Then in 2014 they bought Russell Investments, the market index compiler and asset manager, for $2.7 billion. This massive merger took the FTSE indices (a set of British stock market listings that show how well companies are performing) and married them with the Russell indices (a household name in the US that collates a similar catalogue of businesses; the Russell 200 is the list of the 200 fastest growing companies in the USA).

It was a move which embedded Europe’s oldest independent exchange deeply into US capital markets and created – via the new FTSE-Russell brand – a significant contributor to the London Stock Exchange Group’s overall revenue.

The next big move in the LSEG’s US takeover was again in information services. In 2016 they acquired Mergent inc, a South Carolina-based company which provides business and financial data on global publicly listed companies.

“2016 was a rough and exciting year for a lot of us” explains Jachym. “LSEG was no different.”

Talking of 2016, there was a lot of noise around the negative impact of Brexit, notably from LSEG CEO Rolet who told the Telegraph that Brexit would “be devastating to the economy of the United Kingdom” and provide an “advantage for Russia”, besides forcing the USA to intervene in Europe, “putting Humpty Dumpty back together again.”

Jachym wouldn’t be drawn much on the company’s feelings about Brexit a year on, saying only that “It’s a time of upheaval, our main focus is ensuring continuity for our customers.”

However, he was much more upbeat about the implications of  Donald Trump’s election just months later,describing the administration as “very much aligned” with LSEG in key areas. “We’re focused on connecting businesses with investors and we’ve seen clear messages from this administration and from Congress that they’re streamlining the process of capital raising.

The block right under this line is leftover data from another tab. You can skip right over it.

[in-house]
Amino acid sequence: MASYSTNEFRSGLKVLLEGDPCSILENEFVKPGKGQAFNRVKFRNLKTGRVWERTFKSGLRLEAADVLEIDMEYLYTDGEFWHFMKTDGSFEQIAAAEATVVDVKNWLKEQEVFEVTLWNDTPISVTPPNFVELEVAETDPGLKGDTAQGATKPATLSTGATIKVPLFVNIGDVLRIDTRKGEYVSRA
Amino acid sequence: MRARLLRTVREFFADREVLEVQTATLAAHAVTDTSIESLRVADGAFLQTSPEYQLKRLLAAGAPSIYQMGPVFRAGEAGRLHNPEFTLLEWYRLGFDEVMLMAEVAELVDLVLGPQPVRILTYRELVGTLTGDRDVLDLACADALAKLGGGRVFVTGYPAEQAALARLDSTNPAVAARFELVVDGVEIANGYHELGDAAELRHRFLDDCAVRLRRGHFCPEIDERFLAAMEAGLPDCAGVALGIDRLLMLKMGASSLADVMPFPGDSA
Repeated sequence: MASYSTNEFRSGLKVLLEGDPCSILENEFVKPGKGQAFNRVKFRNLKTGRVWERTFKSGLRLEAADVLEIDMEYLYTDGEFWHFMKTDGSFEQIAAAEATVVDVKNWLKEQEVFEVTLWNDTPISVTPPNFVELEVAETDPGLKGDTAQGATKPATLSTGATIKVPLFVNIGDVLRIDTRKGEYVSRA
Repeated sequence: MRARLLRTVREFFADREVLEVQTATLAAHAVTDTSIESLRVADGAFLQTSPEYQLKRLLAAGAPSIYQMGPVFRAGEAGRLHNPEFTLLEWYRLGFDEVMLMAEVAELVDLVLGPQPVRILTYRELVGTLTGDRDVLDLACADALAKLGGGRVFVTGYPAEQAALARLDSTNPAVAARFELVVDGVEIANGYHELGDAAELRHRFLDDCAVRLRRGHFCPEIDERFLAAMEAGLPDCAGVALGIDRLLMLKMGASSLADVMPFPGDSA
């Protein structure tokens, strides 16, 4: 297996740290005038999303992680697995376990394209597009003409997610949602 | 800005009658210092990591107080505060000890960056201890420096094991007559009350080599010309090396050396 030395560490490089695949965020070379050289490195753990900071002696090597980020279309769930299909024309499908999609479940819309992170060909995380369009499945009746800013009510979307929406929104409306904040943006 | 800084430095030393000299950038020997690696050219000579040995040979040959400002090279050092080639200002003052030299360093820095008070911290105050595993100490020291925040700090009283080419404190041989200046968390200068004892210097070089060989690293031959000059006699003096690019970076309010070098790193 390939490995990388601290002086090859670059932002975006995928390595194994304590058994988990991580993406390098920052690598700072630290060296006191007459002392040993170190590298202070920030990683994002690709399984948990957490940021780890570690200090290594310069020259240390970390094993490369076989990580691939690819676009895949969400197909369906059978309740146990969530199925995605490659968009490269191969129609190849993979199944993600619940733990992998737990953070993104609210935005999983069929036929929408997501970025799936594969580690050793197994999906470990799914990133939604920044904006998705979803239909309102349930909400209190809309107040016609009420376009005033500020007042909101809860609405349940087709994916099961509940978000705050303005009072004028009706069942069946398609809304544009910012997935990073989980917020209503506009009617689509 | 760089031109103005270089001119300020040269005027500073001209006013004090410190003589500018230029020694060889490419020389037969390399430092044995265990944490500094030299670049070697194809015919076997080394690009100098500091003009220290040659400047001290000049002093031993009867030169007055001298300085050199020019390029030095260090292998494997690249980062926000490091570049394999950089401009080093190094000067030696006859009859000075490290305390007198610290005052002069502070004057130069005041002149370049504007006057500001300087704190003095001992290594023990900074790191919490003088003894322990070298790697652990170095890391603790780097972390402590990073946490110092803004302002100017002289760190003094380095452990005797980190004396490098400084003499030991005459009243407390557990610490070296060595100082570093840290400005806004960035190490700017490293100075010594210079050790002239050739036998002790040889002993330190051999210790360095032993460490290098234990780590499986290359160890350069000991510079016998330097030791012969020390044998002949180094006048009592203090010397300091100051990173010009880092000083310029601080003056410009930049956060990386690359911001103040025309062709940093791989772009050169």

“We think this is good for businesses and good for markets. We’ve grown our presence here in Washington DC over the last two years and we’re constantly engaging with policy makers and this administration.”

So far 2017 has seen LSEG acquire US-housed Citi’s Yield Book and Fixed Income Indices; a mammoth deal which has further secured their status as a one-stop- shop for every stage in the trading process.

Their reputation as the best in the world keeps growing – over 125 companies based in the USA are now listed on the LSE and in this last week alone there has been four new listings from the USA.

Merger and acquisition activities have been 100 miles per hour (or kilometres, depending on which side of the pond you reside) in recent years, so what’s next on their agenda for US expansion?

The very embodiment of the American Dream: the go-getting pioneers of small business. “I see our appeal to and business with SMEs growing,” muses Jachym with a modesty that belies the significance of such a move.

With an estimated 28 million SMEs in America and self-styled “self-made” man Trump claiming he’ll lower taxes and simplify the tax code to relieve “the little guy” of regulation and red tape, it’s little surprise the sector is in their crosshairs.

The London Stock Exchange Group has made a home in the land of opportunity, and so far it’s not showing any signs of retreat.